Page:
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Most Common Reasons College Students Visit Urgent Care

Most Common Reasons College Students Visit Urgent Care

30 September 2014 / Category: News
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Most Common Reasons College Students Visit Urgent CareAt different times of life you are going to experience different illnesses and health concerns. If you are a college student or have kids away at college you might be wondering, what are the most common reasons college students seek urgent medical care?

A study conducted by the University of Santa Cruz found that college kids most commonly go to Urgent Care for a wide range of symptoms and issues, including:

  • Respiratory infections
  • Sexually transmitted diseases
  • Emergency and non-emergency contraception
  • Skin rashes
  • Urinary tract infections (UTI)
  • Fatigue
  • Anxiety, depression, and related emotional troubles
  • Injuries
  • Eating disorders

(Source)

Allow us to explain in more detail the most common reasons we treat college students during an urgent medical situation.

6 Most Common Reasons College Students Go To Urgent Care

1. Respiratory Infections

Respiratory infections are one of the leading reasons college students go to Urgent Care. A respiratory infection can make you feel really sick, although not usually sick enough to require a trip to the emergency room. In some cases a respiratory infection can be treated at home, healing with proper rest, fluids and nutrition. If symptoms are unbearable or continue to persist, you should visit Urgent Medical Center.

Symptoms of respiratory infections include:

  • Shortness of breath
  • Difficulty swallowing
  • Sinus pain
  • Earaches
  • Temperature of 100 degrees F or higher

2. Contraception & STD Testing

College students are enjoying their first years of real freedom, out of the house and in their own living quarters. It’s no secret that college kids often experiment sexually; students often visit Urgent Care in search of contraceptive measures and STD tests.

College students in general are more likely to have an STD than the general population. According to the Florida State Health Department those between the ages of 15 and 24 make up 13% of Florida’s total population, but this same group accounts for 70% of all chlamydia infections. Other STDs, such as Gonorrhea, also occur in much higher rates within this age range, which outlines the age of the average college student.

3. Nausea, Vomiting, Diarrhea

College puts students under a great deal of change, including eating habits, exposures, and day-to-day stresses.  At college it’s not so hard for illness to find you. Since nausea, vomiting, and diarrhea are signs of many different illnesses, from food poisoning to a bad hangover, college students are often concerned about the cause of their illness. When these symptoms continue over a period of time they can lead to dehydration, in which case medical attention is important to prevent further sickness due to dehydration.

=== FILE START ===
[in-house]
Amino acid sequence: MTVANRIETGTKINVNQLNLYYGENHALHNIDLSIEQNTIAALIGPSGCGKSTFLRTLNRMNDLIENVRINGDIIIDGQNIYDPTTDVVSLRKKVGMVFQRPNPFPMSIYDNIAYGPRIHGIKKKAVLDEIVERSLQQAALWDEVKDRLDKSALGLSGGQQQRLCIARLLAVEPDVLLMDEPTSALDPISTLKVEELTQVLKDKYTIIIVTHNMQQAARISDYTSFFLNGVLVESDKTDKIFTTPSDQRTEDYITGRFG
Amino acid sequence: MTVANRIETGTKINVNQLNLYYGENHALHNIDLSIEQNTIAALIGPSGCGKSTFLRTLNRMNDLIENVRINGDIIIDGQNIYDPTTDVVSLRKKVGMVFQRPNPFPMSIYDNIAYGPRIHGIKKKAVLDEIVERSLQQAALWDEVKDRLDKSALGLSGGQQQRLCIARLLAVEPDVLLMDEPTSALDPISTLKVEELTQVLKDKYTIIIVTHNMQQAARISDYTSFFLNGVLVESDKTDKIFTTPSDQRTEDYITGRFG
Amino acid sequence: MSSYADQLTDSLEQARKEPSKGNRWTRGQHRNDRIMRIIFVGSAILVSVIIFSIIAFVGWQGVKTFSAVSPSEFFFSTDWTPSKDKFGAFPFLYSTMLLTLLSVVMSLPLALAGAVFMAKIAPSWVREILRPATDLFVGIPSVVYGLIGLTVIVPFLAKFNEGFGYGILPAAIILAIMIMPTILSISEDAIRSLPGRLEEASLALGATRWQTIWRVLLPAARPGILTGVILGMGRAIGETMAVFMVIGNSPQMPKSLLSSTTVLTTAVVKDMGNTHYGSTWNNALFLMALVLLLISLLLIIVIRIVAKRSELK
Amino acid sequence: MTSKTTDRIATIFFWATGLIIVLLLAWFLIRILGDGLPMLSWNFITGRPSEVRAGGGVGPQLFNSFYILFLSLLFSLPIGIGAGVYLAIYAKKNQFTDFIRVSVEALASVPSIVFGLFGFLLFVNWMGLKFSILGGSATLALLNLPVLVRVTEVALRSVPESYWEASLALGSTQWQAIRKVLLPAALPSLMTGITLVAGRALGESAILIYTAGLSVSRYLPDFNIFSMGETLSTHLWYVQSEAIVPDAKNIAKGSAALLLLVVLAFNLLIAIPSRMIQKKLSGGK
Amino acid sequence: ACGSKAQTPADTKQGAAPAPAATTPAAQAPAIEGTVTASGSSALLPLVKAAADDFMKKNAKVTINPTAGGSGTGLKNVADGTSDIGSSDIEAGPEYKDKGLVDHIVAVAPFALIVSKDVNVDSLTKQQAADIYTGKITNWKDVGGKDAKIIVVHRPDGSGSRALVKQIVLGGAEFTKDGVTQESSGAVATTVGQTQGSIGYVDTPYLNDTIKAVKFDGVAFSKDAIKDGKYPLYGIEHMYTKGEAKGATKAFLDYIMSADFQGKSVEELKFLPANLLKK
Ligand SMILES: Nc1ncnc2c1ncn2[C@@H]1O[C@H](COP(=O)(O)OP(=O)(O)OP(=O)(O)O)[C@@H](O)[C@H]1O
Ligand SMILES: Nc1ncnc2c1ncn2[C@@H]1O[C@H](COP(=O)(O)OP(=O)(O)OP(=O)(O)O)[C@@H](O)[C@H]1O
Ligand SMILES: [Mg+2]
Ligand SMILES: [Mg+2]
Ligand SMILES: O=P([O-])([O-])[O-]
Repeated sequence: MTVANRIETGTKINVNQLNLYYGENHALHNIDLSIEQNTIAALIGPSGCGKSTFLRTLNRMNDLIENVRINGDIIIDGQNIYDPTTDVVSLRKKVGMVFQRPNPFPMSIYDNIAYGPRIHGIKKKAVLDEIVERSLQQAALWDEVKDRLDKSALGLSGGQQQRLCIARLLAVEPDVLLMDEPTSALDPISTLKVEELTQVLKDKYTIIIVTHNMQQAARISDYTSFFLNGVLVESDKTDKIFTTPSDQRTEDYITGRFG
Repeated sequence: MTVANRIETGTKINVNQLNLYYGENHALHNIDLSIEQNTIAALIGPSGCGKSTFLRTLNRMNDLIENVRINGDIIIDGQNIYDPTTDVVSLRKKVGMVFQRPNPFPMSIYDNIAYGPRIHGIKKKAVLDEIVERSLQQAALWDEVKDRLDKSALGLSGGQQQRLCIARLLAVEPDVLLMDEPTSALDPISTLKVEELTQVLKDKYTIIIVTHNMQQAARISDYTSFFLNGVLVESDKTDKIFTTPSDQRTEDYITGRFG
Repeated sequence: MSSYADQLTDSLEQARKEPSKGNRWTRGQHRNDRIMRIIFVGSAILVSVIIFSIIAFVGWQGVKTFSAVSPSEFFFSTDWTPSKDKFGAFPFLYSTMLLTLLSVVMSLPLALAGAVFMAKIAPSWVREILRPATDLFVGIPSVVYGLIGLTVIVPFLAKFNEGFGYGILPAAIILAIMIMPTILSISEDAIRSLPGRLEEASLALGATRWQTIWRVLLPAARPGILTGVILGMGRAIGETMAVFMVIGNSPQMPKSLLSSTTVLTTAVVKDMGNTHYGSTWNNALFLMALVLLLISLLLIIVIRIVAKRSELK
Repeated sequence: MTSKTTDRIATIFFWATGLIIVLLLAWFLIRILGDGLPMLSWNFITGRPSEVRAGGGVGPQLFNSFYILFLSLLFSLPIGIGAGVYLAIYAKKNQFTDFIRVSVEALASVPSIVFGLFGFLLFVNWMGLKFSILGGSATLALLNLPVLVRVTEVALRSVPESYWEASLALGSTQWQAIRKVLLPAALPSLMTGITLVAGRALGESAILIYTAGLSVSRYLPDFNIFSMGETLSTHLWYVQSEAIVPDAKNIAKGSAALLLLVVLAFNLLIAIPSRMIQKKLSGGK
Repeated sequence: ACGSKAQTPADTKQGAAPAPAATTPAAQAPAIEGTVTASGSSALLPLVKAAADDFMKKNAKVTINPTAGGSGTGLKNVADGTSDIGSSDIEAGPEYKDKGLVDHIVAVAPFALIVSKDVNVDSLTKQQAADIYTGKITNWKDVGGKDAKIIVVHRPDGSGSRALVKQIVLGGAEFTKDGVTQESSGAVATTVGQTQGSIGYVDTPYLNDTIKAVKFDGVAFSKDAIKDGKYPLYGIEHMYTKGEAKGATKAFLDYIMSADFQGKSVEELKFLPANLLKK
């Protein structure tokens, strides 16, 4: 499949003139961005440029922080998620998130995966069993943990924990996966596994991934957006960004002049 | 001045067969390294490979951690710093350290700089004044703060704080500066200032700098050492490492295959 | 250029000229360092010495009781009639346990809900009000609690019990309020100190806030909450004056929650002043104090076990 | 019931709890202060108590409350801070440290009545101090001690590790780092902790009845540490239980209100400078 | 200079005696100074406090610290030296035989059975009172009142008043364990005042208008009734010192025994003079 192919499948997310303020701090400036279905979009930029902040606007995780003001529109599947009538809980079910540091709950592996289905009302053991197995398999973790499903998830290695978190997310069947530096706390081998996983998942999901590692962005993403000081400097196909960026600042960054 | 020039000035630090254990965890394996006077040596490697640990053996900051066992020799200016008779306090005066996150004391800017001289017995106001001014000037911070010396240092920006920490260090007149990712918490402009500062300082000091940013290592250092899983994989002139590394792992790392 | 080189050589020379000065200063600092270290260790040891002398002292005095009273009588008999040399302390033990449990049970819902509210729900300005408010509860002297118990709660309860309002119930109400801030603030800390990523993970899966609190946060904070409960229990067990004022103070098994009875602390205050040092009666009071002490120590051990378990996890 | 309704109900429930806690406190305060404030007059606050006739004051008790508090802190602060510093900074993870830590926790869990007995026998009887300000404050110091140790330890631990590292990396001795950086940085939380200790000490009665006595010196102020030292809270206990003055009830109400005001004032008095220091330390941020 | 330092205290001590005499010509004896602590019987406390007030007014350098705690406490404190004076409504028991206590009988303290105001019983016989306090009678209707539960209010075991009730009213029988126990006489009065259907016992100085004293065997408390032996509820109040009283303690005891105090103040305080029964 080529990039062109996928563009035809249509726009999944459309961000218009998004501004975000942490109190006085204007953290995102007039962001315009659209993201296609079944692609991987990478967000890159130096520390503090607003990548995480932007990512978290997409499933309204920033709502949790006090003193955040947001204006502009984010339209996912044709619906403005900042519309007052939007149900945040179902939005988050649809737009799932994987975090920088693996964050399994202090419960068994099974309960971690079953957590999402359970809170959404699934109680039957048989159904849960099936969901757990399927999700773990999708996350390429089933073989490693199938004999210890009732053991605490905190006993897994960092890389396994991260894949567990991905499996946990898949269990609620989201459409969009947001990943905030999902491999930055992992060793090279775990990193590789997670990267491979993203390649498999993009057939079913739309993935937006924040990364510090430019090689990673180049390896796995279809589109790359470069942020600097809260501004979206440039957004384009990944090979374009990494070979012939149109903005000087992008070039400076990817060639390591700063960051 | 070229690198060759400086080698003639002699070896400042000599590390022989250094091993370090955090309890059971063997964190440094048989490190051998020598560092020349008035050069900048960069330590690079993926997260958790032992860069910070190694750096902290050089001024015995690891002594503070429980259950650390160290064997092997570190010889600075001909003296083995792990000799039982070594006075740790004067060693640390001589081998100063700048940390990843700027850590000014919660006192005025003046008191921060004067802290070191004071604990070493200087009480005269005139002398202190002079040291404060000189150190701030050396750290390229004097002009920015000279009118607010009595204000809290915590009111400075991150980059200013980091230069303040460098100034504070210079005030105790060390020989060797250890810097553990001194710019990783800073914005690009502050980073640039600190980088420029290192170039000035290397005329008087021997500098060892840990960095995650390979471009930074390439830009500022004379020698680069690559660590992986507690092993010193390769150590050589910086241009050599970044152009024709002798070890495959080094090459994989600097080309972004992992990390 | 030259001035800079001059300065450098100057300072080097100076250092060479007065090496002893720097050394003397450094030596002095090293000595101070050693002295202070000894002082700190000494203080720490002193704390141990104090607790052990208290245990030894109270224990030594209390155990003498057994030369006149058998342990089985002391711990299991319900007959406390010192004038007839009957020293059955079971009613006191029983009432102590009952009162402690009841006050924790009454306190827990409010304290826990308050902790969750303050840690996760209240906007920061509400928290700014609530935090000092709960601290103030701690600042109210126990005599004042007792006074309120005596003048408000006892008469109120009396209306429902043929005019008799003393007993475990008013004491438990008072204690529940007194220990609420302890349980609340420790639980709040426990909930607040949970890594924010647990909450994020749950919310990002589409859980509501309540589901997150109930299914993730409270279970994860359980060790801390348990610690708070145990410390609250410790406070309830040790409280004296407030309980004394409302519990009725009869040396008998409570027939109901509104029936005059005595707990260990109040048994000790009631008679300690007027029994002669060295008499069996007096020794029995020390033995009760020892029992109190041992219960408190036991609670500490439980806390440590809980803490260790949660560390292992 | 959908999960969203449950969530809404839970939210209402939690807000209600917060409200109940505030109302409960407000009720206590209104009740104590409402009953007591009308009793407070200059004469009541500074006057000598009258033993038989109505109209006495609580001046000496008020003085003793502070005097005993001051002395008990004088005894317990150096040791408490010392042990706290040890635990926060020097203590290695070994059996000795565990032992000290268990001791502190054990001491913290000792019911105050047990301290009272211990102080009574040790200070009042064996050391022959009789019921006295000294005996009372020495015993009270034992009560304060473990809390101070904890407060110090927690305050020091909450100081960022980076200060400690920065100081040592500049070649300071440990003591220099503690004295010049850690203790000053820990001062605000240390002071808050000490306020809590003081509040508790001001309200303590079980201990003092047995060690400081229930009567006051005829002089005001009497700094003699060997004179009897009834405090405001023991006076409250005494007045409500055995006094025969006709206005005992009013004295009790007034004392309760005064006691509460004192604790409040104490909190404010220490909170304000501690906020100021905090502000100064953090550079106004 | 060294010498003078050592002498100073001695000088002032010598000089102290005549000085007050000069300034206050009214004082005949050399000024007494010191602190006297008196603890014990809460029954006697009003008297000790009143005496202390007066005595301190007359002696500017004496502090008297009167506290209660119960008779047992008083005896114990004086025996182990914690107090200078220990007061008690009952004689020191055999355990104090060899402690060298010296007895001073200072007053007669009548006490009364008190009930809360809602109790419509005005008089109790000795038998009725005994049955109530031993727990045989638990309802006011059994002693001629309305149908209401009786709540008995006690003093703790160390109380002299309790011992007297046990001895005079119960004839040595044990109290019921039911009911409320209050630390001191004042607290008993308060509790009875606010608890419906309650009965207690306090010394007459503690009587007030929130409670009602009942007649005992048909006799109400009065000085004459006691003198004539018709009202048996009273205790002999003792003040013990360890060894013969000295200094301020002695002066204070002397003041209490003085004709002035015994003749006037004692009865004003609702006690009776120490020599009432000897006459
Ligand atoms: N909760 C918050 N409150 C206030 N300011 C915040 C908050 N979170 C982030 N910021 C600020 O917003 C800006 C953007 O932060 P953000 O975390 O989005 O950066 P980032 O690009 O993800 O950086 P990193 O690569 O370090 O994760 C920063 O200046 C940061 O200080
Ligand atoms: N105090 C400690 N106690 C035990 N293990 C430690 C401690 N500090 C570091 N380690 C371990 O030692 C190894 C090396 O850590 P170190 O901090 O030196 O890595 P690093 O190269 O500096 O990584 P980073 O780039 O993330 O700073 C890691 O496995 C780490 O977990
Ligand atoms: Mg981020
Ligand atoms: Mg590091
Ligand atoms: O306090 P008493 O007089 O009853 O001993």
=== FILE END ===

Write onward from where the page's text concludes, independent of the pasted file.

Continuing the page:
4. Fatigue

College students don’t always get enough sleep or practice the best eating habits, and while college is fun it can be stressful too. All of these factors can easily add up to fatigue. Constantly feeling tired might have to do with the regular day-to-day life of being a college student, but it might also have to do with something more serious. College students suffering from fatigue often visit Urgent Care to ensure an underlying condition, such as mononucleosis or anemia is not to blame. If there are no obvious causes for your newly onset fatigue, it’s always best to consult with a doctor.

5. Physical Injuries

College sports require students to push themselves to the limits, which is why we see many students with overuse injuries come to Urgent Care. Overuse injuries are usually slow to start, a faint pain that worsens each time you do the same activity. If you do notice this happening, it’s best to take a break and seek medical attention so that you do not risk a serious or chronic injury.

Sports, or simply roughhousing around the dorm, can cause unexpected injuries that require urgent medical attention.

Signs college students should visit Urgent Care for an injury include:

  • Pain is so bad it debilitates a certain limb or body part
  • Large cut or wound that continues to bleed
  • Open wounds at risk for infection– all wounds can become dirty and infected, and require proper cleaning and care.
  • Pain accompanied by fever
  • Signs of infection, including swelling, redness and/or swollen pustules

6. The Meningococcal Vaccine

Before starting school, all college students should get the Meningococcal vaccine, especially if a student plans to live in the dorms. The meningococcal vaccine protects against four different strains of bacteria, all of which cause meningococcal disease. A disease that impacts the brain, blood, and spinal cord—parts of the body you surly don’t want to take any risks with. 1 in 10 people infected by this disease will die, and lasting problems such as brain damage or hearing loss are possible. In other words this vaccine is incredibly important, and should be one of the leading reasons college students come to Urgent Care.

At Urgent Medical Center we provide medical treatment and vaccines to college students, as well as patients of all ages.

 

About the author

Jonathan Kudrowitz Mr. Kudrowitz is a graduate of Nova Southeastern University’s Physician Assistant Program (MMS) and also completed a master’s degree in biomedical science (MS) at Florida Atlantic University. Jon is certified by the National Commission on Certification of Physician Assistants and is a member in good standing of the FAPA and AAPA. He joined UMC in 2009 and shares a commitment to delivering high-quality care with the utmost compassion, respect and attention to his patients.




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